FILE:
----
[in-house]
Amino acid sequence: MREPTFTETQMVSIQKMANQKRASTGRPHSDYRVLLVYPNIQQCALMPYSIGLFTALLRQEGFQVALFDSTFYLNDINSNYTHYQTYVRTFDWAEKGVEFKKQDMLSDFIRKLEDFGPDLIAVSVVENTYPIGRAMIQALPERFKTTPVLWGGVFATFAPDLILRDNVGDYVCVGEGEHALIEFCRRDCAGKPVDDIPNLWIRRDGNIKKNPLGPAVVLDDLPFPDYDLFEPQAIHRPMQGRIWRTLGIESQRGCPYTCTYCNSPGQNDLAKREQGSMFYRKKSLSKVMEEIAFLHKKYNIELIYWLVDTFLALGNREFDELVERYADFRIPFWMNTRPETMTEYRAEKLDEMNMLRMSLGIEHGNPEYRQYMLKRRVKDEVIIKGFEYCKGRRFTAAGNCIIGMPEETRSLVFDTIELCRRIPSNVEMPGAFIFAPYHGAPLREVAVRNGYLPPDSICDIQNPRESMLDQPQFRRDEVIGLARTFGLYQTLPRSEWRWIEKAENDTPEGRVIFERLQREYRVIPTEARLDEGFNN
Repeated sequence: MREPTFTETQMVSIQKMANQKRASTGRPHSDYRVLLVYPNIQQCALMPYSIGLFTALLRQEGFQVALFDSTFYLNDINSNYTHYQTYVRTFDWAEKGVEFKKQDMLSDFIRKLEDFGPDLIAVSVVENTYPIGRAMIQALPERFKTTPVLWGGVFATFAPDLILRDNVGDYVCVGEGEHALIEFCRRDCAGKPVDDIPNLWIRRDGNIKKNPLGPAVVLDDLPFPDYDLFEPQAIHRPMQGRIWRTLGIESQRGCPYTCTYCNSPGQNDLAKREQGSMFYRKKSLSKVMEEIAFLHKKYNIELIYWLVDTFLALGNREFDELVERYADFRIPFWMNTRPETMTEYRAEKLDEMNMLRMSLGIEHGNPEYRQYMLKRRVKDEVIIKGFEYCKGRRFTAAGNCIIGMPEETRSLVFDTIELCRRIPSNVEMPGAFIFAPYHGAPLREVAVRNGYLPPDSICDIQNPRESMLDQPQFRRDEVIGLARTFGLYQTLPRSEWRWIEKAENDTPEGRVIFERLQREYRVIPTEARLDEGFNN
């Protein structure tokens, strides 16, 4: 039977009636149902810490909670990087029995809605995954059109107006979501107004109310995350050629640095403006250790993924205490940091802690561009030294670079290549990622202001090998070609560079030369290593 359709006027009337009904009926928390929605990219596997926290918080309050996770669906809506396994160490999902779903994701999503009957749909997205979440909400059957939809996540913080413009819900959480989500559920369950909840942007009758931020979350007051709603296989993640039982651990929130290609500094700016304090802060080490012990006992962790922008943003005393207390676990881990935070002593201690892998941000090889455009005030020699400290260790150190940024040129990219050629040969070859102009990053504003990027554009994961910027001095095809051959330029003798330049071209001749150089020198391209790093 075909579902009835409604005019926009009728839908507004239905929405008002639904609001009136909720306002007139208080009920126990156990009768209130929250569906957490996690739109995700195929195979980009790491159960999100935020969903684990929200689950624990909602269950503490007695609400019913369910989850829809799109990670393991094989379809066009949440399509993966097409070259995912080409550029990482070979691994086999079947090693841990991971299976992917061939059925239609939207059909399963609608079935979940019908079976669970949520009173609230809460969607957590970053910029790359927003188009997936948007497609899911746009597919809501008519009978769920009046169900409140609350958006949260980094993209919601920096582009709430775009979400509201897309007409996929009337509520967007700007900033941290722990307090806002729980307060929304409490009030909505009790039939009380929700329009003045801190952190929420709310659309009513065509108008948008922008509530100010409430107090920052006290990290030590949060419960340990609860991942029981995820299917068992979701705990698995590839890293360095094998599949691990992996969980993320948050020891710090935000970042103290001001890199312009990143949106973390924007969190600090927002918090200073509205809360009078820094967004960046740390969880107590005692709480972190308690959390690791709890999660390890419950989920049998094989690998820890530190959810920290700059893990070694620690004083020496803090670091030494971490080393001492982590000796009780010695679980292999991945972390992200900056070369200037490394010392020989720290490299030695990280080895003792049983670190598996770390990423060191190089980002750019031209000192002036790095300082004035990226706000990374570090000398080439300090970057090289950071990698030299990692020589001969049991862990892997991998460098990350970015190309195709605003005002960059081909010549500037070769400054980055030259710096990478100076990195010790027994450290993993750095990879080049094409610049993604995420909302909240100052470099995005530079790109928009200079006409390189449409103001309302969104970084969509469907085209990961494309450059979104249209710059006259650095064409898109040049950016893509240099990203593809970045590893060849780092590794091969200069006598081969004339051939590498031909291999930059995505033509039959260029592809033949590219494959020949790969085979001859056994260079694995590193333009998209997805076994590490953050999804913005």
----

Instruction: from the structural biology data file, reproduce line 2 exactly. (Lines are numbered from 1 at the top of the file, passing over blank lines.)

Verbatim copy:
Amino acid sequence: MREPTFTETQMVSIQKMANQKRASTGRPHSDYRVLLVYPNIQQCALMPYSIGLFTALLRQEGFQVALFDSTFYLNDINSNYTHYQTYVRTFDWAEKGVEFKKQDMLSDFIRKLEDFGPDLIAVSVVENTYPIGRAMIQALPERFKTTPVLWGGVFATFAPDLILRDNVGDYVCVGEGEHALIEFCRRDCAGKPVDDIPNLWIRRDGNIKKNPLGPAVVLDDLPFPDYDLFEPQAIHRPMQGRIWRTLGIESQRGCPYTCTYCNSPGQNDLAKREQGSMFYRKKSLSKVMEEIAFLHKKYNIELIYWLVDTFLALGNREFDELVERYADFRIPFWMNTRPETMTEYRAEKLDEMNMLRMSLGIEHGNPEYRQYMLKRRVKDEVIIKGFEYCKGRRFTAAGNCIIGMPEETRSLVFDTIELCRRIPSNVEMPGAFIFAPYHGAPLREVAVRNGYLPPDSICDIQNPRESMLDQPQFRRDEVIGLARTFGLYQTLPRSEWRWIEKAENDTPEGRVIFERLQREYRVIPTEARLDEGFNN